By Sarah Plummer
Raleigh County Schools attendance director Millard Francis reported that 49 high school students have dropped out thus far this school year.
With more than 100 students dropping out last year, Francis said this year the county is trending to have fewer. By this month last year there were 60 exits.
The number of students exiting high school increased over the month of September this school year and then leveled out.
School officials expect another spike during the next month and then the numbers should taper off again.
Twenty-nine students have left Woodrow Wilson High School, four have left Shady and eight have exited at both Independence and Liberty.
Superintendent Jim Brown explained how much these school exits affect not only the individual students, but the entire district.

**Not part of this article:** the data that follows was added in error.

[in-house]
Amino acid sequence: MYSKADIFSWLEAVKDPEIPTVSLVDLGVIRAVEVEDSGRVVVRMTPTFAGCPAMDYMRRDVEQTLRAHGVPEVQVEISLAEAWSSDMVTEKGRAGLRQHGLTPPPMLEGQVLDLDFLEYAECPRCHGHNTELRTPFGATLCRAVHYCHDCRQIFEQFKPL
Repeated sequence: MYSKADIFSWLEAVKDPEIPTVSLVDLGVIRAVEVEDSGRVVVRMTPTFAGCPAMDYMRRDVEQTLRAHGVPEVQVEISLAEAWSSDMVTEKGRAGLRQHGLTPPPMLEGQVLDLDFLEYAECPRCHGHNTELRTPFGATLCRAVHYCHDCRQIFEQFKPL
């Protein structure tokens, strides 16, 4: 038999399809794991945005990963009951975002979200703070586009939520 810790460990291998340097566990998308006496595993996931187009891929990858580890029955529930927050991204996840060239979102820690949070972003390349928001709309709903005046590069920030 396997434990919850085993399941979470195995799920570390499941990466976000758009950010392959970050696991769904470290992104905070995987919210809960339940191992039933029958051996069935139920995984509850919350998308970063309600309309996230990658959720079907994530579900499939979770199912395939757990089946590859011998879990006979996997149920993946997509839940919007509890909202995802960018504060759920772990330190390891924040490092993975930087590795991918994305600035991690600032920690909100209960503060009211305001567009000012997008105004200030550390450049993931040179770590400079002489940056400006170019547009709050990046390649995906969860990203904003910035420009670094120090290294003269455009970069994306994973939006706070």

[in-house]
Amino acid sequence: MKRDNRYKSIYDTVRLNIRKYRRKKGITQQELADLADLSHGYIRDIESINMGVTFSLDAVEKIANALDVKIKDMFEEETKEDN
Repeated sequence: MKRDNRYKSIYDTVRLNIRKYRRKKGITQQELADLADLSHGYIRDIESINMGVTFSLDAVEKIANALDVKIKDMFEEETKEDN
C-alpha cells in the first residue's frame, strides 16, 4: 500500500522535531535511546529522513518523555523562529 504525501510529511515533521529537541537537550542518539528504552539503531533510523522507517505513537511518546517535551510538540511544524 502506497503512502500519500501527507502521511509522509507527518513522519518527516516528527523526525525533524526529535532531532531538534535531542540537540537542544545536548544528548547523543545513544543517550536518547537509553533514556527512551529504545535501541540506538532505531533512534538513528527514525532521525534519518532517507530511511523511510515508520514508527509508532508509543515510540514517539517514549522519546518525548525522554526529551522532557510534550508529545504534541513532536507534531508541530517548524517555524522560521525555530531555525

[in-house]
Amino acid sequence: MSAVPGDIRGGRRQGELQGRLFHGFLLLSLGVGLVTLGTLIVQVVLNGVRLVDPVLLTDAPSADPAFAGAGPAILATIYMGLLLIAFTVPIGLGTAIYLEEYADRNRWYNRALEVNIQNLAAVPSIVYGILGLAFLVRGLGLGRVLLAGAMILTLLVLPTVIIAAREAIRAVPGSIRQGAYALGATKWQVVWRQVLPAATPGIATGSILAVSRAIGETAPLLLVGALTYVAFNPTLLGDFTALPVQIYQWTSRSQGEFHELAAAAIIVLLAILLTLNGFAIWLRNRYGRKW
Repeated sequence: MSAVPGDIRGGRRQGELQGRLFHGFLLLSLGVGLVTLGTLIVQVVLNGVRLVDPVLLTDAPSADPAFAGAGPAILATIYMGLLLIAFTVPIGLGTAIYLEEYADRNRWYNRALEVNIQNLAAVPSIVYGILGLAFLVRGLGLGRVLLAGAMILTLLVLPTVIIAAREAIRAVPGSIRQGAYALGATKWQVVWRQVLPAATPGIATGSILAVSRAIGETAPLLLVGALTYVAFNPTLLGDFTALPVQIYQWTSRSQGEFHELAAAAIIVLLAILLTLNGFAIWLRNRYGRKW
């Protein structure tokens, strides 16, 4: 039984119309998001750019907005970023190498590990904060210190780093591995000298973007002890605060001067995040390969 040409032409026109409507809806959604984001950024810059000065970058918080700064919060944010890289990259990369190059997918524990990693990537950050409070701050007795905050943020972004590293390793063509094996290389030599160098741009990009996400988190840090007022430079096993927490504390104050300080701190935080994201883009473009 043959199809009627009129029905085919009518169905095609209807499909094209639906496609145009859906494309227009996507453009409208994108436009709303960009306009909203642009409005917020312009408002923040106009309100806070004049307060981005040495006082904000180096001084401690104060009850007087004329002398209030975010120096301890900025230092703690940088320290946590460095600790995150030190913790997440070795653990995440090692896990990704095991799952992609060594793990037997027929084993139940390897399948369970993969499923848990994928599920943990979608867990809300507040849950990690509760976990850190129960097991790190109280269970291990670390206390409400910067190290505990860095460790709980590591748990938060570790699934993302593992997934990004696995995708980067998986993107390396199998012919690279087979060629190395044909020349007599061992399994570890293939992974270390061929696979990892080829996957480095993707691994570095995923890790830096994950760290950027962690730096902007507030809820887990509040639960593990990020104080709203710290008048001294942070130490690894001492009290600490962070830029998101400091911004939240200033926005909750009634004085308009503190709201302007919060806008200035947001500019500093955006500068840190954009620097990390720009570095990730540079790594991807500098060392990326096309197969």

Between 35 withdrawals and 49 dropouts, Brown said the school system loses $8,500 in funding for each student for a total of loss of more than $714,000.
“When you disperse 84 students over a district, you won’t see that you need one less teacher here or one less teacher here. You have to continue to do what you are doing with three-quarters of $1 million less funding,” he said.
Board President Richard Snuffer expressed his concern that statistics show the students who leave school without graduating are much more likely to get in trouble with the law.
In the past, Raleigh County’s rates have been lower than state average. According to West Virginia Department of Education (2009-2010) data, the state dropout rate was 2.7 percent and the Raleigh County average was 2.5 percent.
Individual high schools have presented a higher than state average rate, however. Independence High School had a rate of 5.5 in 2010-2011.
Brown told Francis that the dropout rate is a number “we all own, from classroom teachers to cooks, bus drivers and our leadership team. It is going to take all of us to improve it.”
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